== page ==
Crystallographically, X-ray investigation shows that in alloys containing more than 2.5% beryllium, there occurs a second phase or intermetallic compound with the formula NiBe, which may be called in accordance with the Hume-Rothery terminology, an electronic compound of nickel-beryllium to distinguish it from ionic or semiionic compositions. The electronic compound of nickelberyllium does not correspond to an interchange of valences.

The phenomenon of secondary emission depends on the surface migration of the beryllium atoms. This migration requires the presence of a saturated solid solution of beryllium in nickel. The Ni-Be phase then functions as a store or reservoir of beryllium with respect to the solid solution, inasmuch as the beryllium in that phase is more closely bound that it is in the solid solution, so that it will not flow out of said phase unless there is a drop in the beryllium concentration in the solid solution. Hence it is highly desirable to use alloys containing more than 2.5 beryllium in order to produce this beneficial regulating phase. The electronic NiBe compound possesses a centered cube structure, with a mesh lattice parameter this is, a unit-cell dimension, of a=2.6l4 A.

Diffraction patterns further disclose that in cases where the alloys are subjected to an insufiicient annealing treatment, the Ni-Be phase does not precipitate entirely. The addition of beryllium results in a contraction of the mesh. This general phenomenon corresponds with the formation of the solid solution, and it can be stated as an approximate rule that the mesh contraction increases with the beryllium concentration. For example, the mesh of nickel is equal to 3.517 A., and this is changed to 3.505 A., for a saturated solution of beryllium in nickel. When the effect is continued beyond the concentration of saturation, the solution becomes supersaturated. If one operates without annealing, a supersaturated unstable solution can be obtained and. the parameter of the cubic nickel mesh changes from 3.517 A. to 3.48 A ,for the supersaturated solution. The supersaturated condition is removed by subjecting the alloy to an annealing heat treatment, so that the unstable equilibrium is upset and the solution loses beryllium for return to its normal saturation having a mesh value of 3.505 A. The mesh parameter of the solid solution thus constitutes a criterion of the efiiciency of the annealing heat treatment, since the mesh is indicative of the state of stability of the alloy.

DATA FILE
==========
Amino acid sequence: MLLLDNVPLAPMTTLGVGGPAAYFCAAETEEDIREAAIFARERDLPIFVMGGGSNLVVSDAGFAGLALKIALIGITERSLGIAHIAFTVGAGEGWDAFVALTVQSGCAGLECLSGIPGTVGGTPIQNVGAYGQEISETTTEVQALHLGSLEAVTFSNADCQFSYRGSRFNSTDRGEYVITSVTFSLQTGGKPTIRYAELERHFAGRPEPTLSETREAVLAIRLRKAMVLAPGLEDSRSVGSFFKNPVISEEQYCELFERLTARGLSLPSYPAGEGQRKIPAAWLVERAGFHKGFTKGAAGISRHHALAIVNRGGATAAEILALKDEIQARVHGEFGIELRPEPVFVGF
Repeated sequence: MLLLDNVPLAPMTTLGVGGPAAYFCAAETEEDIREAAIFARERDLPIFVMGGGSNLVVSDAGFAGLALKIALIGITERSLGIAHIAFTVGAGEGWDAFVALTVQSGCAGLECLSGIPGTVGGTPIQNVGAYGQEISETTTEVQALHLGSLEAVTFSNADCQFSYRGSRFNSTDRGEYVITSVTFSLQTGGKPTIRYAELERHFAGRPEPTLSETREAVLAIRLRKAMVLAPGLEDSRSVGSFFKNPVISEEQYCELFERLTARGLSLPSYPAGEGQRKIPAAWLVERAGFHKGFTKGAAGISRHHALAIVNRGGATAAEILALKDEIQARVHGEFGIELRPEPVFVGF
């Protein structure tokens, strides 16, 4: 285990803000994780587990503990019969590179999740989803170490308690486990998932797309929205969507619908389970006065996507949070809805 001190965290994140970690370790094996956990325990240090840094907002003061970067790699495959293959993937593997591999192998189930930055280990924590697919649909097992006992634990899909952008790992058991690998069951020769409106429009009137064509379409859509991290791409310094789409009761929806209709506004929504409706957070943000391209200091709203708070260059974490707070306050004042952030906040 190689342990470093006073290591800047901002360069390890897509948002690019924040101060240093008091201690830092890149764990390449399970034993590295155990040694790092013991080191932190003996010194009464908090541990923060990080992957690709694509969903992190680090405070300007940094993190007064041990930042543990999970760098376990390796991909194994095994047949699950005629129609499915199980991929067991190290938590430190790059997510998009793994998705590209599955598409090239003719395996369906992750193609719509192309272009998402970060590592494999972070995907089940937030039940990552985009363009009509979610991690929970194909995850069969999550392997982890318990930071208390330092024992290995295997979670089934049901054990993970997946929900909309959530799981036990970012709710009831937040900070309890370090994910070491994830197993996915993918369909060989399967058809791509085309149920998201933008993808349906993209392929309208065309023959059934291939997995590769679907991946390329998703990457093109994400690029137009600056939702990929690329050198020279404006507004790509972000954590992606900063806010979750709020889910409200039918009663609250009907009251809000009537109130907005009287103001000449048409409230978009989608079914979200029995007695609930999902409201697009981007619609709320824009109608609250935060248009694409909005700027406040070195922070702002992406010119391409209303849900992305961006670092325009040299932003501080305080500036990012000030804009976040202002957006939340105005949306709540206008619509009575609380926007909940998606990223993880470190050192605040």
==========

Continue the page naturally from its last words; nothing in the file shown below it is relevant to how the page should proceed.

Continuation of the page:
The annealing process is satisfactorily completed if the following conditions are found to be satisfied:

(1) Lines are present corresponding to the presence of the electronic compound NiBe (a=2.6l4 A.), and

(2) The mesh of the solid solution has attained a stable value corresponding to the just saturated condition of the solution (a=3.505 A.).

So long as the mesh parameters have not reached their final values, the alloy remains unstable and any attempt to oxidize the alloy in a controllable and repro- 3 ducible manner for the purposes of the invention in accordance with the above-given explanations of the part played by the Ni-Be phase, will fail.

Secondary emission tests with samples of alloys containing 4% beryllium have given the following results for short periods and immediately after the samples had been placed in operation, it being noted that these resuits were strictly reproducible. In the following table, the accelerating voltage is defined as the voltage across the anode and cathode and the extracting voltage" is the voltage between the anode and the collector electrode collecting the secondary electrons. The figures in the table indicate the secondary emission ratios observed for each set of values of the accelerating and extracting voltage:

It was observed that in the case of each sample tested, the secondary emission ratio increases in value during an initial stage. However, as the secondary output attains a relatively high value, c. g. for secondary output currents in excess of about 1 m A., under the circumstances of the tests the emissive coating was found to experience a kind of fatigue resulting in a gradual decay of the emissive factor.

The tested alloys were found to possess stability despite the variations in operating time and voltage to which they were subjected.

The secondary emission ratio may be considered as increasing with the proportion of beryllium content in the alloy. This rule is experimentally verifiable. Under practical condition the presence of the electronic NiBe compound first occurs after about 2.8% beryllium has been added. The presence of this compound causes a very considerable increase in the secondary emission factor by virtue of the reservoir or feeder effect of the Nil3e phase as previously disclosed. So long as the beryllium content in the alloy has not exceeded a moderate value, of say 5% by weight, the rate of diffusion of the Be constituent from the Ni-Be compound into the solid solution remains roughly proportional to the concentration of Ni-Be. The concentration of this compound in the alloy moreover exerts a further and important action. If the secondary emission effect is plotted as a function of the Ni-Be concentration, the following results are found to be approximately true: